1. What are the key developments related to anti-corruption regulation and investigations in the past year in your jurisdiction, and what lessons can compliance professionals learn from them?
The cost of non-compliance is great. If you think compliance is expensive, try non-compliance’, US Deputy Attorney General Paul McNulty. This is applicable to all jurisdictions and companies operating in Turkey.
Turkey does not have a separate anti-bribery and anti-corruption (ABAC) law specific to corporations’ liability and mandatory requirement to ABAC compliance programmes. Exceptions to this include Law No. 5549 on Prevention of Laundering Proceeds of Crime, Law No. 6415 on Prevention of Financing of Terrorism, the Regulation on Measures Relating to Prevention of Laundering Proceeds of Crime and Financing of Terrorism and Regulation On Program Of Compliance With Obligations Of Anti-Money Laundering And Combating The Financing Of Terrorism (Compliance Program Regulation).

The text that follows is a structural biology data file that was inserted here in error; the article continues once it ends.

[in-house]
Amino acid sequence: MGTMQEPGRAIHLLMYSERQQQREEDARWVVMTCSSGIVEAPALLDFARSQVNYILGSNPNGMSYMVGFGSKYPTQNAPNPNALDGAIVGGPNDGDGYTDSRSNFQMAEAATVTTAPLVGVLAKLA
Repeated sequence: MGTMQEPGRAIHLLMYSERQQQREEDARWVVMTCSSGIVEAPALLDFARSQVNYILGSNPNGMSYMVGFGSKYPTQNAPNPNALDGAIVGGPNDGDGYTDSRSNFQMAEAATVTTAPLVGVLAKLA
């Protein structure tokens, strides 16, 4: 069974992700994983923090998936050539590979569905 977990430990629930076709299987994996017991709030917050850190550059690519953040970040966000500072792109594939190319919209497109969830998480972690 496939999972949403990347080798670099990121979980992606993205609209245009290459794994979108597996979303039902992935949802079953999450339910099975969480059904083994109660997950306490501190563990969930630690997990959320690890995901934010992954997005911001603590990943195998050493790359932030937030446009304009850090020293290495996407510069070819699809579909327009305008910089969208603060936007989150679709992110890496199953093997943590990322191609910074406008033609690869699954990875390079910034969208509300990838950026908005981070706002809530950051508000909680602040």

Article 43/A of Misdemeanors Law No. 5326 also sets out an administrative fine ranging from 10,000 Turkish lira to fifty million Turkish lira for cases where company executives or representatives commit crimes such as fraud, collusive tendering, smuggling, laundering proceeds of a crime, bribery and etc. The provision explicitly states that the fine cannot be less than the interest from the proceeds of the crime.
Turkish Criminal Code No. 5237 sets out a list of white-collar crimes such as fraud, bribery, abuse of trust and misconduct. That being said, bribery and misconduct are stipulated to be specific to public officials, which means that private company employees’ acts are not classified as bribery and misconduct. Except for publicly traded companies, representatives of publicly traded companies are in the status of public officials for the enforcement of bribery crime stipulated under article 252 of Turkish Criminal Code.